-Hannah Rodriguez, Fire Protection Consultant

NFPA-72 Household Carbon Monoxide Alarms

The requirements for household carbon monoxide alarms, originally found in NFPA 720, are now incorporated into Chapter 29 of NFPA 72.  Chapter 29 now includes the installation of smoke, fire, or carbon monoxide (CO) alarms or systems.  Unlike smoke or fire detection, CO alarms shall produce a temporal 4 (T4) signal (not to be confused with the T3 signal for a smoke alarm) and shall have a minimum rating of 85dBA at 10 feet.  The placement of CO alarms is critical to ensure an early warning to residents.  Chapter 29 does a great job specifying where CO alarms shall be installed within a residence.  Where required by other laws, codes or standards for a specific type of occupancy, listed carbon monoxide alarms or detectors shall be installed in the following locations:

  • Outside of each separate dwelling unit/ sleeping area, mounted within 21 ft. of any door to a sleeping room, (distance measured along the path of travel),
  • On every occupiable level of a dwelling unit, including basements, excluding attics and crawl spaces,
  • In all sleeping rooms and guest rooms containing fossil fuel burning appliances, and/or other locations where required by applicable laws, codes, or standards.

Unlike the properties of smoke and fire, CO is a colorless, tasteless and odorless gas making it undetectable by the sense of smell, taste or sight.  The main cause of CO poisoning is from improperly operating fossil-fuel burning appliances found in a typical home such as: furnaces, water heaters and stoves.  Additional causes of CO are wood burning stoves, fireplaces and vehicles left running in an attached garage.

-Ryan Case, Fire Protection Consultant

NFPA 72 – Wired To Use Wireless: What You Need To Know Before Your Wireless System Is A Go.

The demand for wireless fire alarm devices and appliances has steadily increased over the years as innovative technology has evolved on both the initiating and notification side of the fire alarm system design.  An increased number of fire alarm submittals are being received which include the use of wireless devices and appliances to accommodate the retrofitting of older buildings.  The design of these wireless systems must adhere to the code requirements found in Section 23.16 of NFPA 72.  Low-powered radio equipment must be specifically listed for the purpose.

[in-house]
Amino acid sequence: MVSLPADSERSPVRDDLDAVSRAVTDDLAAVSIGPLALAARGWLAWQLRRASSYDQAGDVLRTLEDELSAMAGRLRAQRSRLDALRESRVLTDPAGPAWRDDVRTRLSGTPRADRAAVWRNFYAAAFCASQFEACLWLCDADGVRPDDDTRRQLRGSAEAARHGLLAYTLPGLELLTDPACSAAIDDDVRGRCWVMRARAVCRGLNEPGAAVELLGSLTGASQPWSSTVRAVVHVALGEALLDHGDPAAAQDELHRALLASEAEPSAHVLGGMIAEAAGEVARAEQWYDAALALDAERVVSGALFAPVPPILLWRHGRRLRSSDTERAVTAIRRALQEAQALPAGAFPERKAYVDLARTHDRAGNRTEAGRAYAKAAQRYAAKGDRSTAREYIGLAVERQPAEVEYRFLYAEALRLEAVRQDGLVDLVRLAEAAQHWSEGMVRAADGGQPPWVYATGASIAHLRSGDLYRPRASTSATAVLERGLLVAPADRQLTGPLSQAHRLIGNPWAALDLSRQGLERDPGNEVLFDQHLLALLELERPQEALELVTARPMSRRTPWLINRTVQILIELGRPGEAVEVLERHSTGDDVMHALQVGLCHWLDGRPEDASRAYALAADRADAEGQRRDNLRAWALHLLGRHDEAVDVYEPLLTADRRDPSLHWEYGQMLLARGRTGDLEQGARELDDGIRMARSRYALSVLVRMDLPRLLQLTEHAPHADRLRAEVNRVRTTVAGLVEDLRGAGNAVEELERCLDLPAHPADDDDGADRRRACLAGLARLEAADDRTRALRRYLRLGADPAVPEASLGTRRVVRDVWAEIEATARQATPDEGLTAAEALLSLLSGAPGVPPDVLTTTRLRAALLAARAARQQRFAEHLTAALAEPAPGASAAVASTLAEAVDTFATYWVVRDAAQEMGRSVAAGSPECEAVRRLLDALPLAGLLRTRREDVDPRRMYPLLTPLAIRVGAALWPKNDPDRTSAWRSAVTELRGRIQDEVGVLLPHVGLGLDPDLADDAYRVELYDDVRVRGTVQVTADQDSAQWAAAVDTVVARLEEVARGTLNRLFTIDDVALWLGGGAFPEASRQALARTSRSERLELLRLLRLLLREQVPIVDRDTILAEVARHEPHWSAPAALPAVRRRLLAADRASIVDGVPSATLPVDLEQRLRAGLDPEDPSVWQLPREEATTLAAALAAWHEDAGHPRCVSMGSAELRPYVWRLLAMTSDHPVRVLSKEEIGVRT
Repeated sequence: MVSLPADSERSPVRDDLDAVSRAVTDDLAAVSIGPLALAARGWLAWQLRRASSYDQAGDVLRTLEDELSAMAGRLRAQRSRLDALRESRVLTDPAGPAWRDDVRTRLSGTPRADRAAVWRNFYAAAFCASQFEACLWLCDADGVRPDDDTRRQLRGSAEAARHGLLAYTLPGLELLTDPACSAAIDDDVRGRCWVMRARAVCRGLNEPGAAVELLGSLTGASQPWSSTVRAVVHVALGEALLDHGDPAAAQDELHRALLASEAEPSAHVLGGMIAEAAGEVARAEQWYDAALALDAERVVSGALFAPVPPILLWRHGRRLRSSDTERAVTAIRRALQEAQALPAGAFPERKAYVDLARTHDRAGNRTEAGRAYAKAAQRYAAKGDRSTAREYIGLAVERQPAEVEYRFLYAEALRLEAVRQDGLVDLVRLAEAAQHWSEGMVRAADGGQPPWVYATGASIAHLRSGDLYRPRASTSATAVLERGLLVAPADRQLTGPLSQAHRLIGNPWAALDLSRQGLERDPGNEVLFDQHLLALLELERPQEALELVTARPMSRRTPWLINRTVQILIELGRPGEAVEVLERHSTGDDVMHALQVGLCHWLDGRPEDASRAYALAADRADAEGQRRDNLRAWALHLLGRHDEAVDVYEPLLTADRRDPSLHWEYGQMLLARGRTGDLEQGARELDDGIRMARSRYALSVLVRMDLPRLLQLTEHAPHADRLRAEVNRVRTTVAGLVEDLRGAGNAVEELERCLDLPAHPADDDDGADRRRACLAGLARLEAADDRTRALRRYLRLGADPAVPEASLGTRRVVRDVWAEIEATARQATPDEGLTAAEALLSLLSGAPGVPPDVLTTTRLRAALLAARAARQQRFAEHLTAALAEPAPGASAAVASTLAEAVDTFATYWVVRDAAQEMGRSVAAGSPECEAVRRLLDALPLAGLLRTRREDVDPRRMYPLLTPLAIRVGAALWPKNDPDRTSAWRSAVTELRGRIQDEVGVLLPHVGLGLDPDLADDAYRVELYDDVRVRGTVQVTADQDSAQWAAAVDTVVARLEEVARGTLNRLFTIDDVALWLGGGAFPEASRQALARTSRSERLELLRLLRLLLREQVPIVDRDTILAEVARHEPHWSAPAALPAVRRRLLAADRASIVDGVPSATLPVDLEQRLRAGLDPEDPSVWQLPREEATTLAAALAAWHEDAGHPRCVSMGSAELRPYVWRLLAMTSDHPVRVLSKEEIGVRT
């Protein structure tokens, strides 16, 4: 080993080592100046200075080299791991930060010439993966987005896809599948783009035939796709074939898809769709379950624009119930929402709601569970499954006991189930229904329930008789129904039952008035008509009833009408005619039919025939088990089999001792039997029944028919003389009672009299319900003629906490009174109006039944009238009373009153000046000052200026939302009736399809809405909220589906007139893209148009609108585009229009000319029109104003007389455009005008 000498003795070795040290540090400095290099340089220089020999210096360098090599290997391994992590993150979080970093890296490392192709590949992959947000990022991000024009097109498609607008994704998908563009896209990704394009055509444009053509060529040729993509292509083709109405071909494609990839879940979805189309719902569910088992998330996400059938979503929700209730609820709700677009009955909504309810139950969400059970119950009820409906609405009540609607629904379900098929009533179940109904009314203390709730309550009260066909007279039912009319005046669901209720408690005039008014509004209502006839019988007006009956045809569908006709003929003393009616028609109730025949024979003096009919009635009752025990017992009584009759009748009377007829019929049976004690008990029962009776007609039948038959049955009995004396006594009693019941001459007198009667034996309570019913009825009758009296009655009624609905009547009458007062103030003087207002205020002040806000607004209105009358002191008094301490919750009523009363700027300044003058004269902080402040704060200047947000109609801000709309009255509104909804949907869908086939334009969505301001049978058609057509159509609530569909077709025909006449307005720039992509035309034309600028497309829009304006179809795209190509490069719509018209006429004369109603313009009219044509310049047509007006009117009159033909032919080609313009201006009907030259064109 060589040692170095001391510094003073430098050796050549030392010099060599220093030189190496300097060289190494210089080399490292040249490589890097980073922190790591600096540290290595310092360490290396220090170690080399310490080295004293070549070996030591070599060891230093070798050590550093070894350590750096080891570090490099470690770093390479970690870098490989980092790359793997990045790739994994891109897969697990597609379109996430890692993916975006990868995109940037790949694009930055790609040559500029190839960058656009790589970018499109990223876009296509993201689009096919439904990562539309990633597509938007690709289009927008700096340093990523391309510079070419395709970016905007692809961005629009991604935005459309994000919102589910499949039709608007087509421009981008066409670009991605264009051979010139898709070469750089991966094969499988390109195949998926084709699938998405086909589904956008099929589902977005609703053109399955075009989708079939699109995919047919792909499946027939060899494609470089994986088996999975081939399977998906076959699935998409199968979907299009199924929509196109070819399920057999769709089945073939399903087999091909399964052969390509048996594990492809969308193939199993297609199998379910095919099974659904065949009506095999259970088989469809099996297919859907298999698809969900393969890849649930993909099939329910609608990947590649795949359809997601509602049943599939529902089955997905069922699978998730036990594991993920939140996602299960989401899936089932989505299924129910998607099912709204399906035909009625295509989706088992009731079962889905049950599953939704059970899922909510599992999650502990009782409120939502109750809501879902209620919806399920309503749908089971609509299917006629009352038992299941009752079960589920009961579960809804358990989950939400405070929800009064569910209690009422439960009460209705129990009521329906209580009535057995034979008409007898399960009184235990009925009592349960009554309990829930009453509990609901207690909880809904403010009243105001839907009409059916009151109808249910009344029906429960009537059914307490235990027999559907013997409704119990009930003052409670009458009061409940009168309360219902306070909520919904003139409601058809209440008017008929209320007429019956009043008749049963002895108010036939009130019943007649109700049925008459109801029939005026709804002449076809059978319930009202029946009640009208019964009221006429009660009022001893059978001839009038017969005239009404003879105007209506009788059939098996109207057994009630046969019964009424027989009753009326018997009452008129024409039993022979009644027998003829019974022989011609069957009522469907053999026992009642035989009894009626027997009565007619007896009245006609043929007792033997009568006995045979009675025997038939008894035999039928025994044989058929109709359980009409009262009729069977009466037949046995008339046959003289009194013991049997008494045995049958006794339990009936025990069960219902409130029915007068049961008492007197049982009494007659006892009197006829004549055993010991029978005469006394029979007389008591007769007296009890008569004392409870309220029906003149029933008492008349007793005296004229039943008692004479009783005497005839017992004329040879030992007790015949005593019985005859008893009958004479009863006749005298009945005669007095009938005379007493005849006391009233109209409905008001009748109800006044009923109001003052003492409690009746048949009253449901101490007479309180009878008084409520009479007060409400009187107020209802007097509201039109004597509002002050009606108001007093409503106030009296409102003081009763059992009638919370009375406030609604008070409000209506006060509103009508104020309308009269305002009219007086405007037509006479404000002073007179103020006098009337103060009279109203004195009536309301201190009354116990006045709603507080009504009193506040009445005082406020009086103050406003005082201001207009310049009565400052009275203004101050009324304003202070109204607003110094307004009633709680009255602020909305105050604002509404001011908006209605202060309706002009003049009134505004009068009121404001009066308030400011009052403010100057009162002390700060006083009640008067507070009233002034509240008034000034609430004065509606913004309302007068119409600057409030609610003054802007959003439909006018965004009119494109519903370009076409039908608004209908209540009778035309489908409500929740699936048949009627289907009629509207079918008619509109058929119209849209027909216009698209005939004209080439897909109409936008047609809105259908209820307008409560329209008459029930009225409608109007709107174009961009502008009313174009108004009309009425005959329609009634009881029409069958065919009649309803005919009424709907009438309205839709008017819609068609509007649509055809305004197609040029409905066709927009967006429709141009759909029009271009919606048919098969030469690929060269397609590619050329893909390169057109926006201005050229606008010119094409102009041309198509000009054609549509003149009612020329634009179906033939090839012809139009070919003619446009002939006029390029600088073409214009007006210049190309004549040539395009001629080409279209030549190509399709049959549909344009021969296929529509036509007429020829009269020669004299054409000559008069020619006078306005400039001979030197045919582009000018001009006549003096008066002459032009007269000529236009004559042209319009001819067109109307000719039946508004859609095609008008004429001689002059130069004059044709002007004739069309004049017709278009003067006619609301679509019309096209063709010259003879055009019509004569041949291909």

Wireless devices may use a dry cell battery(s) which is capable of maintaining full power of the device for at least one year prior to reaching the depletion threshold of the battery.  A low battery condition shall be transmitted as a trouble signal for at least 7 days and shall be distinctive from other alarm, supervisory or trouble signals.  The affected transmitter shall be visibly identified.  Each transmitter shall service only on device.  Catastrophic battery failure shall cause a trouble signal identifying the effected low-power radio transmitter/transceiver at the system control unit. When silenced, the trouble signal shall automatically re-sound at least once every 4 hours.  When a wireless initiating device is actuated an alarm signal shall be automatically transmitted by the low power radio, and repeated, for up to 60 seconds until the radio receives a confirming receipt of signal by the control unit.

Wireless notification appliances must meet many of the above criteria for wireless devices as well as the requirements for wired appliances.

-Susie Gardner, Fire Protection Consultant


Stay up to date on the latest Fire, Building and Life Safety code changes and equipment by attending one of our seminars. Fire Safety Consultants, Inc. is teaching seminars throughout the United States, led by our experienced staff of Matt Davis, Keith Frangiamore, Brent Gooden & Warren Olsen. Whether you are a Contractor, Architect, Technician, Engineer or an Authority Having Jurisdiction, each seminar is full of practical insight and first-hand experiences to help you comply with applicable codes and standards. FSCI can also provide custom seminars at your location. Be sure to check out our website to view our listing of available seminars or to check the schedule to see what we are teaching next! Contact us to learn more by emailing